By Kirsten West ND, LAc
It takes you to a new place, new surroundings and is often, depending on the nature of travel, quite invigorating. I just returned from a wonderful trip with close friends (now fellow doctors) to 95 degree, sunny Arizona. It was wonderful: a recalibration of space, time, joy, and a whole bunch of laughter. And most of all, it was invigorating – a good way to break the “day to day” run of life, which we all need! The only problem- the plane ride and the slowing of digestion- the one routine I wanted to keep. This is a common problem for many. There is a thought, that atmospheric pressure change associated with flight, is the culprit. Whatever, the case, I know I am not alone and this is a common complaint of most who see the world (and friends) via the sky.
The following is one of my favs! It is just the “ticket.” This recipe is a bit more involved but the best part is, most of the ingredients can be reused and any leftovers make for an awesome next day lunch (or dinner!). And even better, the flaxseed crackers can be kept and used for any number of snacks or meal additions.
Here’s the deal:
- Arugula is one of the best “stimulating and energizing” In fact, Romans used to consume the leaves and claim that they not only felt more physically, but also sexually energized. Its consumption serves to awaken the system (turns out, in more ways than one :)). Due to its bitter nature, it helps to promote digestive function. Its place in the brassica family secures its anti-oxidant, anti-inflammatory, and high concentration of glucosinolates (natural cancer fighting phytochemicals.)
- The addition of broccoli to this salad makes for an additional brassica family boost.
- Trout is one of the best “summer” Its high essential fatty acid composition makes it a perfect all around anti-inflammatory. (For more on EPAs and also another recipe, see here). NOTE: we are able to source a good amount of this in Colorado. If wild caught trout is not available near you, wild caught salmon can act as a good substitute.
- Tahini is a helpful support for platelets while also, along with olive oil, providing additional fatty acids to promote absorption of nutrients found in the arugula, spinach, broccoli, artichokes, and herbs in the flaxseed crackers.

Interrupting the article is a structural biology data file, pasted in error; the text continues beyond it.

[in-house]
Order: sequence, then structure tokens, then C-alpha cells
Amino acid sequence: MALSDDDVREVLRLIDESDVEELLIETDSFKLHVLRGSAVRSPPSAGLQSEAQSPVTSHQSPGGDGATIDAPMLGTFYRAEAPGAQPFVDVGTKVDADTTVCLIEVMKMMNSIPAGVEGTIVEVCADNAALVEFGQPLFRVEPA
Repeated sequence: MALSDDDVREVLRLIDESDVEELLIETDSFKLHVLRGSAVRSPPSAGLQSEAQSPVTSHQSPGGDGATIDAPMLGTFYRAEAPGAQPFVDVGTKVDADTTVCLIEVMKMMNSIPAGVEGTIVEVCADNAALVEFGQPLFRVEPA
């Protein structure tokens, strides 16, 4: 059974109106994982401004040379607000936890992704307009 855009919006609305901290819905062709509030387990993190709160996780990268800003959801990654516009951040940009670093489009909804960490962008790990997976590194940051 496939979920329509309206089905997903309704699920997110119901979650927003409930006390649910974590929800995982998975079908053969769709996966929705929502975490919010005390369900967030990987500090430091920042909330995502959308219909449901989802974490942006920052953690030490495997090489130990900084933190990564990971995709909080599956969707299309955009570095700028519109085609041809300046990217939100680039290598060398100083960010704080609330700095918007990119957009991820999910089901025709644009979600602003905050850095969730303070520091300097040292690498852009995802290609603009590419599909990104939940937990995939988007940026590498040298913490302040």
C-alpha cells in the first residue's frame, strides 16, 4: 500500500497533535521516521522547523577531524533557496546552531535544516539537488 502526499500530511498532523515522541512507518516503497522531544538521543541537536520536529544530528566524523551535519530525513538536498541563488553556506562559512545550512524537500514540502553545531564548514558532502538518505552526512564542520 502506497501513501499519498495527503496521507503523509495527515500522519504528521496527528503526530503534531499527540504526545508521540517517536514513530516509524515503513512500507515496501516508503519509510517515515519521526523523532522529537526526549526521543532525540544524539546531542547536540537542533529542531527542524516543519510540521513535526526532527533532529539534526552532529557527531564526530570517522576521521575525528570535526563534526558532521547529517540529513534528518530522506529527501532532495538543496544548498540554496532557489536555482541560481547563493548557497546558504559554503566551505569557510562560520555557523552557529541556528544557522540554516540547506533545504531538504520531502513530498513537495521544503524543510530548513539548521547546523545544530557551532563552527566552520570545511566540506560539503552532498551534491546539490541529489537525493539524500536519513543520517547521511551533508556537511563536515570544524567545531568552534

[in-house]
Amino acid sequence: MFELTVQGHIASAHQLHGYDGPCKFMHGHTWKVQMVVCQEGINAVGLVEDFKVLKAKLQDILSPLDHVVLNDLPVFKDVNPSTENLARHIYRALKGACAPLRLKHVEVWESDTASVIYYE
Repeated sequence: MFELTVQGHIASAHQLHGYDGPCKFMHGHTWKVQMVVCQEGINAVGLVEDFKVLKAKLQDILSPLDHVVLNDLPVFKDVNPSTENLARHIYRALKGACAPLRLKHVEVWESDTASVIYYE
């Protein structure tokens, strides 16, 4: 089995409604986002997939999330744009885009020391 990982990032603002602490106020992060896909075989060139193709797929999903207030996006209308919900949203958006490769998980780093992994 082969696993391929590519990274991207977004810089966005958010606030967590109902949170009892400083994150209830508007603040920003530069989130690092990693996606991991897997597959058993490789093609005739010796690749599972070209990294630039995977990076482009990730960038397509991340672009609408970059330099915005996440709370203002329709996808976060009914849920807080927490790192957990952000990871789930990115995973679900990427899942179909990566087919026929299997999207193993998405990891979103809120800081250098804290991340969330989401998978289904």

- Olive oil can never be forgotten. Its place among some of the anti-cancer foods is continually substantiated in those who consume it (in generous quantities) throughout life.
- Pineapple juice, used in the dressing, contains bromelain- a great digestive enzyme serving to promote and increase proper digestive function and nutrient assimilation. NOTE: this should be avoided in those on a strict ketogenic food intake.
- And finally, the flax seeds make for an excellent fiber boost helped, along by the stimulating properties of arugula. These littles guys also make for excellent hormonal maintenance, general GI detoxification, and also provide some additional omega 3s (more essential fatty acids).
Wild rainbow trout over arugula spinach salad with pineapple tahini dressing
- 1 wild rainbow trout fillet (approx 159 gms)
- 1 C arugula
- 1 C spinach
- ½ C artichoke hearts
- ½ C broccoli flowerettes
- flax cracker pieces (recipe below)
- 1 Tbsp olive oil
How to make it:
Warm sautee pan with ¼ tbsp olive oil. Add onions, artichokes and broccoli. Cook until desired. Remove veggies from heat. Add another ¼ tbsp olive oil to pan, sautee trout fillet until cooked through add back veggires. Sautee until warm. Place trout and veggies over 1 C each of spinach and arugula.
Add croutons to salad
[Sprinkle about 1 tbsp oil over 1 slice of gluten free flax bread. Cook in oven until desired crunchiness is met. Approx. ½ slice of bread will suffice for about 5 croutons.]
Dress salad with 2 tbsp of pineapple tahini dressing (recipe follows)
Pineapple Tahini Salad Dressing
- 5 ounces pineapple juice (may substitute a Bragg’s limeade as a substitute for those following a ketogenic diet)
- 3 ounces tahini
- 1 Tablespoon dill (dry or fresh)
- 3 garlic cloves
How to make it:
- Add all ingredients into a blender and blend.
Raw Flaxseed Crackers
NOTE: this recipe does call for a food dehydrator. If you do not have one you can purchase flaxseed crackers at a health food store or on line! Some of my favs can be found here.
- 2 cups whole flaxseeds
- 2 cups water
- ¼ cup tamari or coconut liquid aminos
- Sea salt to taste
- 1 tablespoon fresh minced herbs (optional: my favorites are rosemary, thyme, and black pepper (for their high flavonoid content))
How to make it:
- In a medium-sized bowl, cover the flax seed crackers with water and allow to soak for at least 1 1/2 hours. The water will turn to a gelatinous goo.
- Check the mixture, and add more water if needed. You want the mixture to be gooey, but not runny, and not too thick.
- Stir in the tamari, or Liquid Aminos, sea salt and herbs. You can also get creative and add some extra flavors – a squirt of lime juice, minced ginger, chili powder or cayenne pepper – depending on your tastes.
- Spread the mixture about 1/8 inch thick on your dehydrators paraflexx or teflex sheets.
- Set your dehydrator to about 110 F, and dehydrate for 4-6 hours.
- Turn the mixture over, and dehydrate another 3 – 4 hours. If you like a crispy and crunchy cracker, dehydrate a bit longer.
- Break or slice your crackers into pieces when finished dehydrating.
Keep this one “on board” as needed! And make sure, when traveling, to take your probiotics and any other Optimal Terrain™ recommended microbiome support with you!